In “The Anchoviad,” Doyle says of his then–three-year-old son Liam, whose habit it was to fall asleep every night with a can of anchovies in his hand: “He is a startling, one-time-only, boneheaded miracle with a sensory complex in his head and heart that I can only guess at and dimly try to savor in the few brilliant moments I have been given to swim with him.” Another frank reminder to cherish those we’ve been given to swim with.

Recognize the holy. Don’t take water for granted. Be generous. Be more generous.

The View from My Window

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Last Wednesday afternoon, I was teaching, as I have off and on for some 20 years, James Agee’s hypnotic essay “Knoxville: Summer of 1915.” It’s the last time I’m likely to teach it, so it was especially moving to me this time. I’ve got a terrific class of eight smart, quirky, avid first-year students. We got to talking about that haunting opening phrase—so successfully disguised to myself as a child—and what it meant, and I sent the students into breakout rooms to continue the discussion privately among themselves. This left me alone in my office for a few minutes, at my standing desk, looking out the window. Where I saw, unusually for a cold February afternoon, snow on the ground, twilight settling in, a child—a girl, I think—in pink leggings and a helmet and maybe a facemask (I couldn’t quite tell) balancing on a Segway. Spinning, actually, around the little circle of snow-shoveled macadam at the end of the neighboring street.

Successfully disguised to herself as a child, I thought.

And then another child: a boy this time, I think, on roller skates. Also helmeted and, possibly, masked. I couldn’t make out faces, could only guess at their ages and genders. But there they were, spinning in spheres wide and narrow as my students talked invisibly to one another about what Agee’s phrase meant to them in their lives.

Two adults, I thought, disguised as children, tracing circles on a patch of pavement. Not unlike Agee’s fathers with their hoses, and his mothers with their damp hands, and his kids running hell-bent through the neighborhood in 1915 calling out “those names by which they were known.” Spinning or circling in much the same way the adults in Agee’s essay talk as they lie on quilts in the fading light: “of nothing in particular, of nothing at all in particular, of nothing at all.”

My students are for the most part 18, and experiencing a first year of college such as few, if any, have ever experienced. Most are living at home; a handful have ventured on campus, where they’re under strict rules. Still, they’re game. They turn up at 4 pm on Zoom with smiles and water bottles and, last week, ice cream. They’re marvelously not children—well into the period when they’re shaping their adult lives. One wants to be a doctor, one wants to be a medical examiner, one wants to be president of the United States. As my students talked in their breakout rooms, I watched those two children on the street outside my window and remembered the strange maturity one feels a child, possessed of an uncanny wisdom about the world—a wisdom mostly disguised to outsiders. I feel something of that disconnect today—a child on the verge of retirement, still trying to make sense of my surroundings and my future. I’ve never quite understood Agee’s essay as clearly as I did last week, watching those two child-adults etching circles on a snowy street. Soon my students came back from their breakouts, and we resumed our conversation. When I looked out the window again the children had vanished.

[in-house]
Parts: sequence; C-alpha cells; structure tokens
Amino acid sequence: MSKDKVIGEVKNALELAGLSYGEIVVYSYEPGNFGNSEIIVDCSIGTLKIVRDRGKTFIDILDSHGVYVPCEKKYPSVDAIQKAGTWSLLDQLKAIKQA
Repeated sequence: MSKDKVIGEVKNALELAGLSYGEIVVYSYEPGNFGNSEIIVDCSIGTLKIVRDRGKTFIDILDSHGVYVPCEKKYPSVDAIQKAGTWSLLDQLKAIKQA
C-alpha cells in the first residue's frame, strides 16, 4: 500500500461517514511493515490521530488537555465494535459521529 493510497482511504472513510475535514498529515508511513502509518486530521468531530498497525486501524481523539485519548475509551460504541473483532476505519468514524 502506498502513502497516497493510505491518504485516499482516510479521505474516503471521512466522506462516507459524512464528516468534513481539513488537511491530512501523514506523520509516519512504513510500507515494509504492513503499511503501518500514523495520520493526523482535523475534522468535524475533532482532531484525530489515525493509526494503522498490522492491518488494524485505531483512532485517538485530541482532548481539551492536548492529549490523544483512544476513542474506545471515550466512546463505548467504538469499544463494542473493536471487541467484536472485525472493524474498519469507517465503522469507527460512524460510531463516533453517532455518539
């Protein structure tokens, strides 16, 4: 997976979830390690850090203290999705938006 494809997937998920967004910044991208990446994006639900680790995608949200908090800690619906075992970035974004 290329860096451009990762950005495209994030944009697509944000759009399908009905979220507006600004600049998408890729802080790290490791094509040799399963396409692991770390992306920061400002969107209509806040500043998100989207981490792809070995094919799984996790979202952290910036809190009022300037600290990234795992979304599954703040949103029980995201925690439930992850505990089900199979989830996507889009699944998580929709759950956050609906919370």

June 5, 1985

Two weeks ago, on a weekend trip to Chicago, I read Natasha Tretheway’s Memorial Drive. Couldn’t put it down. I hadn’t been that keen to read it—the story of her mother’s murder in Atlanta when Tretheway was 19. I’ve been interested in Tretheway’s poetry—in her use of form, particularly, and of course in her subject matter. But this book seemed too … topical? Is that the word? I wanted something more nebulous, ruminative, poetic. Not a murder mystery (I don’t read true crime or thrillers.) And then I began reading and was hooked, drawn in by imagery and voice, by the hollow at the heart of this awful story that Tretheway tries to fill but can’t.

Her mother was killed on June 5, 1985. Midway through the book I wondered what I’d been doing that same day, and I realized I was probably in Granada marking Lorca’s birthday at the end of my first year on the Fulbright. Stupefied by the beauty of the poppy fields on the train route south from Madrid, by the blaring symbolism of nearly everything I beheld (those blood red fields seeming to hold Lorca’s death in their folds). In sensory overload after seeing my first (and to date only) Corpus Cristi procession, the ethereal march of the sacrament through Granada’s canopied streets, attended by priests in frilly little-girl gowns. I remember a long, air-conditioned lunch afterward with newly met strangers, Americans, that afternoon.

Tretheway writes a lot about Lorca at the end of her book, leaning on him to examine the idea of duende, which she describes as “a demon that drives an artist, causing trouble or pain and an acute awareness of death.” She doesn’t mention the coincidence that her mother was murdered on what would have been the 87th birthday of the murdered poet. Twinned beings, both intimately in touch with the cruelty of our kind (racism, Fascism, machismo, domestic assault, guns). I’m not sure what to make of this chronological link. There’s something haunting, maybe even beautiful, in the fact that Tretheway herself doesn’t make the link—as if it would be too much, too neat. As if the hole left by her mother’s death—by Lorca’s death—is too big for coincidence. What if, instead, there’s a vast, collective cloud of grief and sacrifice and love hovering in our atmosphere, one big enough for each of us to dip into when we need it? Wafer into intinction cup; a moment’s communion.